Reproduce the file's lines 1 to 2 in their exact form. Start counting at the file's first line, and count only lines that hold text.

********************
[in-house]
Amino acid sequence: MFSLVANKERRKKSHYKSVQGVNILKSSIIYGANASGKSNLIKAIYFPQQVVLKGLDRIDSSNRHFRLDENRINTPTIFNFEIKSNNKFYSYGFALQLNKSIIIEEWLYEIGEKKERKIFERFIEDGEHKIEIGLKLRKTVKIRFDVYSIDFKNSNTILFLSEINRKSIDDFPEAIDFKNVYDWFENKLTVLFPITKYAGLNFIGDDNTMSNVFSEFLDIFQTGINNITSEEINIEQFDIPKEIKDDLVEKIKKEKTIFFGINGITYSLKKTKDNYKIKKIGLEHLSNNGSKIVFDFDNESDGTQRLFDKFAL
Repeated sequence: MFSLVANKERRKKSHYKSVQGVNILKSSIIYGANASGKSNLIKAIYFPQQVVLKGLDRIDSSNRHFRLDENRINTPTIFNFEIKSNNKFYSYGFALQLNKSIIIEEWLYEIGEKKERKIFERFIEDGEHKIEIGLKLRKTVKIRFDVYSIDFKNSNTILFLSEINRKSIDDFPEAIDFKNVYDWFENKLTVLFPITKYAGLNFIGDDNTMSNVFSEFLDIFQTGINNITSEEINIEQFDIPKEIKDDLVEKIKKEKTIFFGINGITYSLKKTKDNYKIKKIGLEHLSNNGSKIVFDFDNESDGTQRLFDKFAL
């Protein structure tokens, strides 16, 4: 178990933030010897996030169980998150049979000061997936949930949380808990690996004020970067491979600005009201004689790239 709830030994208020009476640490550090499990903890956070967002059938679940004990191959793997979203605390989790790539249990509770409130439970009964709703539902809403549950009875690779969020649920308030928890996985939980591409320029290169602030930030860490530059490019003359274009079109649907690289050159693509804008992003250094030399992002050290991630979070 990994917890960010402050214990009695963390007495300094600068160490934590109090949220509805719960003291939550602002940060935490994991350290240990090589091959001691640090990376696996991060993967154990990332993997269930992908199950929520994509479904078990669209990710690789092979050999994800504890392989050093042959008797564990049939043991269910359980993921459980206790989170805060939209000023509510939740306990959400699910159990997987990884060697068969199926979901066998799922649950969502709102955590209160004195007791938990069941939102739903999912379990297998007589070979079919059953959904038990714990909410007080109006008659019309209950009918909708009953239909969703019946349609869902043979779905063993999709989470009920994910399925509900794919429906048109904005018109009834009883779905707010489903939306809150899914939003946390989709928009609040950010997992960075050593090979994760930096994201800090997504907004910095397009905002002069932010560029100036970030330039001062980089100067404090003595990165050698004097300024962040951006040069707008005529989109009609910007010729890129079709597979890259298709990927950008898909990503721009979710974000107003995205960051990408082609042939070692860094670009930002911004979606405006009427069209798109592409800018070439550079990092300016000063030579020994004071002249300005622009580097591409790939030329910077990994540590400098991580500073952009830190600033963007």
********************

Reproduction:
[in-house]
Amino acid sequence: MFSLVANKERRKKSHYKSVQGVNILKSSIIYGANASGKSNLIKAIYFPQQVVLKGLDRIDSSNRHFRLDENRINTPTIFNFEIKSNNKFYSYGFALQLNKSIIIEEWLYEIGEKKERKIFERFIEDGEHKIEIGLKLRKTVKIRFDVYSIDFKNSNTILFLSEINRKSIDDFPEAIDFKNVYDWFENKLTVLFPITKYAGLNFIGDDNTMSNVFSEFLDIFQTGINNITSEEINIEQFDIPKEIKDDLVEKIKKEKTIFFGINGITYSLKKTKDNYKIKKIGLEHLSNNGSKIVFDFDNESDGTQRLFDKFAL